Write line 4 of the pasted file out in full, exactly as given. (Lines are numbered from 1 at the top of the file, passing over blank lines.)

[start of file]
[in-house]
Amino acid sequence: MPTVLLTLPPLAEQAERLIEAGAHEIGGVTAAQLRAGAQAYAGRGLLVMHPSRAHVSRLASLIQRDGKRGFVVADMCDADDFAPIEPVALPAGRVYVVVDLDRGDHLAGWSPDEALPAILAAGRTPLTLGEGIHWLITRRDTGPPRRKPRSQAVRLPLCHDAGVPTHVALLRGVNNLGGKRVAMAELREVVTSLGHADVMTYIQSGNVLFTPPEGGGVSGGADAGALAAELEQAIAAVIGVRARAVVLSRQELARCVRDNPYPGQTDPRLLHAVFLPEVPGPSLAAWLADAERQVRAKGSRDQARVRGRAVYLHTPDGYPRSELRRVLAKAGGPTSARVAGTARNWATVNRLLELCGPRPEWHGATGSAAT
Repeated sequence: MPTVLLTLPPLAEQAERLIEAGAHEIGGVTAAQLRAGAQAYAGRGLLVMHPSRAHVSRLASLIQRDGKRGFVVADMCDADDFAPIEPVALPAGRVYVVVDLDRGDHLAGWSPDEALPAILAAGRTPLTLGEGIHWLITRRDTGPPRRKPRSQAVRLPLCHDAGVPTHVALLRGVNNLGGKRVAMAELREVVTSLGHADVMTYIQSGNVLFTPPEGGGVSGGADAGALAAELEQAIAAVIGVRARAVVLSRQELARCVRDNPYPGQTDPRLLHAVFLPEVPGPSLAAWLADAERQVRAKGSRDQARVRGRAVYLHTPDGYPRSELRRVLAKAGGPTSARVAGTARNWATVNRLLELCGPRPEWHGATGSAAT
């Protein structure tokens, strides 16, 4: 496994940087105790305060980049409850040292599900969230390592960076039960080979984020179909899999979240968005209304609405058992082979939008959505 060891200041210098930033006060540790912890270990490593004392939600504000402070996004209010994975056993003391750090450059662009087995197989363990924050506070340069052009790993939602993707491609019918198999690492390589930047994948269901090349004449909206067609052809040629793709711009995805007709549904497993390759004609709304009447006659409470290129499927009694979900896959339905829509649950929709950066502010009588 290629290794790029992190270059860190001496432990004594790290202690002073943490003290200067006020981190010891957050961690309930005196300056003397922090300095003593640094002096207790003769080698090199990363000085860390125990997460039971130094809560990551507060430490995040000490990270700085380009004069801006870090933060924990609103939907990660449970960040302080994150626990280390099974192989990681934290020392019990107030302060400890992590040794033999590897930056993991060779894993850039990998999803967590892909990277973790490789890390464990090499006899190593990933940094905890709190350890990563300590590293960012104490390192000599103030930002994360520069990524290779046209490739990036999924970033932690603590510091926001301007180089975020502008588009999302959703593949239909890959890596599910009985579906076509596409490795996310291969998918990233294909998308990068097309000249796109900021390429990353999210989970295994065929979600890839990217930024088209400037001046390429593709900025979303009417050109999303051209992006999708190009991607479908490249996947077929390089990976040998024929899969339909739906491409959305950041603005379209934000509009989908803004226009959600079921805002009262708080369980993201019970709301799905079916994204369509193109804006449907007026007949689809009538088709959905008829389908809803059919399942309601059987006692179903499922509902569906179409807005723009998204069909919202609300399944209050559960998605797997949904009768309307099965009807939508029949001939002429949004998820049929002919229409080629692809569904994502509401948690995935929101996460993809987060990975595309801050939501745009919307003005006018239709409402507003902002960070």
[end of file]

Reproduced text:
């Protein structure tokens, strides 16, 4: 496994940087105790305060980049409850040292599900969230390592960076039960080979984020179909899999979240968005209304609405058992082979939008959505 060891200041210098930033006060540790912890270990490593004392939600504000402070996004209010994975056993003391750090450059662009087995197989363990924050506070340069052009790993939602993707491609019918198999690492390589930047994948269901090349004449909206067609052809040629793709711009995805007709549904497993390759004609709304009447006659409470290129499927009694979900896959339905829509649950929709950066502010009588 290629290794790029992190270059860190001496432990004594790290202690002073943490003290200067006020981190010891957050961690309930005196300056003397922090300095003593640094002096207790003769080698090199990363000085860390125990997460039971130094809560990551507060430490995040000490990270700085380009004069801006870090933060924990609103939907990660449970960040302080994150626990280390099974192989990681934290020392019990107030302060400890992590040794033999590897930056993991060779894993850039990998999803967590892909990277973790490789890390464990090499006899190593990933940094905890709190350890990563300590590293960012104490390192000599103030930002994360520069990524290779046209490739990036999924970033932690603590510091926001301007180089975020502008588009999302959703593949239909890959890596599910009985579906076509596409490795996310291969998918990233294909998308990068097309000249796109900021390429990353999210989970295994065929979600890839990217930024088209400037001046390429593709900025979303009417050109999303051209992006999708190009991607479908490249996947077929390089990976040998024929899969339909739906491409959305950041603005379209934000509009989908803004226009959600079921805002009262708080369980993201019970709301799905079916994204369509193109804006449907007026007949689809009538088709959905008829389908809803059919399942309601059987006692179903499922509902569906179409807005723009998204069909919202609300399944209050559960998605797997949904009768309307099965009807939508029949001939002429949004998820049929002919229409080629692809569904994502509401948690995935929101996460993809987060990975595309801050939501745009919307003005006018239709409402507003902002960070």